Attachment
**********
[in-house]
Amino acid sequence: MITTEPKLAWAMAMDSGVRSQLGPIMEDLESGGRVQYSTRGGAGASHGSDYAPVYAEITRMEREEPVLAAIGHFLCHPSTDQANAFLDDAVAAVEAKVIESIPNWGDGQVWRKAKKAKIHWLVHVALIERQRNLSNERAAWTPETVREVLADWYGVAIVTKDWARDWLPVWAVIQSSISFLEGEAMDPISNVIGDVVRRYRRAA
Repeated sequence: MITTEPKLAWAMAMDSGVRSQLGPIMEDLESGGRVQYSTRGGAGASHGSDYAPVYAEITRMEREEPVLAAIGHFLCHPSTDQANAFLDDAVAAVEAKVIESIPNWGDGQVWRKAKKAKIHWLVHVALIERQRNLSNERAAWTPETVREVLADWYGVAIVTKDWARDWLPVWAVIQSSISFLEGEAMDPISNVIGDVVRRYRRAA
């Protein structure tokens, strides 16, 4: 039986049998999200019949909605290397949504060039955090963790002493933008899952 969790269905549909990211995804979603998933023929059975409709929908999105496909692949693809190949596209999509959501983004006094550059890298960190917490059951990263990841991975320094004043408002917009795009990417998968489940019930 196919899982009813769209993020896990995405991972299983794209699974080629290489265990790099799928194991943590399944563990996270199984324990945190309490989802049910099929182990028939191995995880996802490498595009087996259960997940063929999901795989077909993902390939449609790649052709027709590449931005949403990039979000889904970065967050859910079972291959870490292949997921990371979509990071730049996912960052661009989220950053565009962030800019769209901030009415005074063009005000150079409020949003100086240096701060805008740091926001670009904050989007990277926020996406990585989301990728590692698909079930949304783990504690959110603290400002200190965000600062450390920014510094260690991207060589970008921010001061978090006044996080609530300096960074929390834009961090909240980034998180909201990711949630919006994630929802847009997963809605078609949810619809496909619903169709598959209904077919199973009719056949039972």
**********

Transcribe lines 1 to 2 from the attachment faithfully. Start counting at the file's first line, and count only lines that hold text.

[in-house]
Amino acid sequence: MITTEPKLAWAMAMDSGVRSQLGPIMEDLESGGRVQYSTRGGAGASHGSDYAPVYAEITRMEREEPVLAAIGHFLCHPSTDQANAFLDDAVAAVEAKVIESIPNWGDGQVWRKAKKAKIHWLVHVALIERQRNLSNERAAWTPETVREVLADWYGVAIVTKDWARDWLPVWAVIQSSISFLEGEAMDPISNVIGDVVRRYRRAA